Euro zone yields dropped on Tuesday after economic data revived fears of a marked economic slowdown, while investors got ready for a 50-basis point rate hike and possibly further hawkish guidance at this week’s European Central Bank policy meeting.
Data on Tuesday showed the euro zone eked out growth in the last quarter of 2023 but the overall picture remains weak, with a meager forecast for this year.
Inflation is still well above the ECB’s 2% target rate, leaving it with a delicate balancing act when it meets this week to set monetary policy.
“Markets expect the ECB to hike rates by 50 bps twice by March, while there is more uncertainty about what will happen then,” said Joost van Leenders, senior investment strategist at Van Lanschot Kempen.
Economic data from the United States, including slowing wage growth, a cooling housing market and falling consumer confidence, pushed Treasury yields lower. But a rise in consumer inflation expectations lifted yields off the day’s lows with all eyes on the Federal Reserve’s likely 25-bp hike on Wednesday.
Germany’s 10-year bond yield, the benchmark of the bloc, was last flat on the day at 2.298%. A month ago, it was around its highest since July 2011 at 2.57% on Dec. 30.
Yields have retreated by 26 bps this month, as investors have reassessed the likely timing of a peak in the ECB’s rate-tightening cycle.
ECB euro short-term rate (ESTR) forwards implied the deposit rate would peak at 3.5% this summer. Traders were betting that rates would peak at around 3.3% before Spain’s inflation numbers released on Monday.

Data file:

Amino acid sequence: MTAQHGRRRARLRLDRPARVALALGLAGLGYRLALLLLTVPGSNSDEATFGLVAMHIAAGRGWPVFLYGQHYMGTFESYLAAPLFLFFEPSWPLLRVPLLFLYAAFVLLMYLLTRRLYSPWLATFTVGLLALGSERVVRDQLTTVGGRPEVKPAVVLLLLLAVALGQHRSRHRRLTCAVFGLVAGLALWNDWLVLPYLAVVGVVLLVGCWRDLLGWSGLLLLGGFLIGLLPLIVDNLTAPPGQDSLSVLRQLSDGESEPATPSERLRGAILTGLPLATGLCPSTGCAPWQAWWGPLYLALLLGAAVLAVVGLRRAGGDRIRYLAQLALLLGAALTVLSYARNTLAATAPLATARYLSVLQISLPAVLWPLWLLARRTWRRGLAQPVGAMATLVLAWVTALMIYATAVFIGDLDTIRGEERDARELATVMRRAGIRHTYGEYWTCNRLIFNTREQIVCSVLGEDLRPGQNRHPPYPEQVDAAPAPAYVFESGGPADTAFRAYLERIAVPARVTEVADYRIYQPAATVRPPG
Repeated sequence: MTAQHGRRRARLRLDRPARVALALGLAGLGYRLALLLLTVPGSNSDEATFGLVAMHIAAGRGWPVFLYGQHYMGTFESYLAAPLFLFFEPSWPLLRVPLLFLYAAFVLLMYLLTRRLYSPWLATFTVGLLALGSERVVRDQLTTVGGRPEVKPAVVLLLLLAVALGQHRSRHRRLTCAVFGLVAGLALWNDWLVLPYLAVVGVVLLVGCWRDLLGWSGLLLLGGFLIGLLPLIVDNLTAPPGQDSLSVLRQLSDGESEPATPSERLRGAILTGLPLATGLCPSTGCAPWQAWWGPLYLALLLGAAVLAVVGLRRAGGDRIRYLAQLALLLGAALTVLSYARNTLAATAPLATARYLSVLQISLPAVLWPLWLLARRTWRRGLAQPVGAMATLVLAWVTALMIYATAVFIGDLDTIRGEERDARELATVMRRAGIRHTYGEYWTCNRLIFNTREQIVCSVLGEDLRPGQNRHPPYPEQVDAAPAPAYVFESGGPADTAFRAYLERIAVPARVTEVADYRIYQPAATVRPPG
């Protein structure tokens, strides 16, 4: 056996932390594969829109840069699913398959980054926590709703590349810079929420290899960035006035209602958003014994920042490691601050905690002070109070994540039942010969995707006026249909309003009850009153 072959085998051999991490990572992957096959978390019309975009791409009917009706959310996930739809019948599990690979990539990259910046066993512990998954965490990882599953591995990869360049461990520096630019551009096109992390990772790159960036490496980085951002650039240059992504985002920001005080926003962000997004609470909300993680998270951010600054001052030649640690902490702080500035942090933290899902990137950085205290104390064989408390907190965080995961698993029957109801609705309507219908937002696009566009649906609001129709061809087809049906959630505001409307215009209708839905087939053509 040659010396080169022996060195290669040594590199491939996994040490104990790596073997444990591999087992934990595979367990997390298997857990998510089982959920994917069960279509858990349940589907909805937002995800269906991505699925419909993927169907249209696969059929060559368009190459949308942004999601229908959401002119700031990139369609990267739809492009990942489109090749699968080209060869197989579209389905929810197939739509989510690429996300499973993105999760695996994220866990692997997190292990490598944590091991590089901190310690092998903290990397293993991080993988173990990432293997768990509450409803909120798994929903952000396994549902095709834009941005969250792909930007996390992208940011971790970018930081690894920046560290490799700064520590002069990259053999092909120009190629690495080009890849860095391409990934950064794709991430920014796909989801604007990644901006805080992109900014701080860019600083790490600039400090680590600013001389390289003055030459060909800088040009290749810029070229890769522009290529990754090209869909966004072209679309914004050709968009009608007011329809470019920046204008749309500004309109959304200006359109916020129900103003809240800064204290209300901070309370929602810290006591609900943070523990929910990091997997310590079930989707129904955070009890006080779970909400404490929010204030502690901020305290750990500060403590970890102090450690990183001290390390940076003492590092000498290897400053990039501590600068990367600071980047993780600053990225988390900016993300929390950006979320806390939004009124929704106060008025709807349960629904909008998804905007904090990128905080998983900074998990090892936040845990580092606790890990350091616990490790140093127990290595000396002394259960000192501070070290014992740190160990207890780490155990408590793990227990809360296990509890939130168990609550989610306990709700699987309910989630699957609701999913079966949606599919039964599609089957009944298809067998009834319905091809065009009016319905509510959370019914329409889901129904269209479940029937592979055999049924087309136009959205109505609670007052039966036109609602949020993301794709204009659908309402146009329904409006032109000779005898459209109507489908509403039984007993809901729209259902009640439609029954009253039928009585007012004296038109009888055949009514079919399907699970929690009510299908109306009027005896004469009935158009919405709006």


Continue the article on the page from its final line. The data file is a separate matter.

ESTR forwards also implied a depo rate at 3.1% in May 2024.
The ESTR published by the ECB reflects the wholesale euro unsecured overnight borrowing costs of banks in the euro area. It is usually around 10 bps below the deposit rate.
Spain’s inflation was at 5.8% versus 5.5% in December and above the 4.7% expected by analysts polled by Reuters.
Economists polled by Reuters expected the ECB to deliver a 50 bps rate hike at its policy meeting on Thursday and to stop when the deposit rate reaches 3.25% next quarter.
France’s inflation was 7.0% in January, up from 6.7% in December, while euro area numbers are due on Wednesday.
Crucial euro zone inflation data will include only an estimate for Germany after the bloc’s biggest country delayed the release of its own figures, Eurostat said on Monday.
“This makes the guesswork for tomorrow’s HICP (harmonized index of consumer prices) not easier,” said Christopher Rieger, head of rates and credit research at Commerzbank.
“If anything, the missing German numbers could mean downside risk to headline and upside risk to core inflation in the HICP Eurostat estimates,” he added.
Italy’s 10-year yield fell 3 bps to 4.28%, with the gap between Italian and German 10-year yields – a gauge of the risk premium for the government bonds of Southern Europe’s highly indebted countries – at 197 bps. (Reporting by Stefano Rebaudo; additional reporting by Susan Mathew; editing by Jason Neely, Chizu Nomiyama and Barbara Lewis)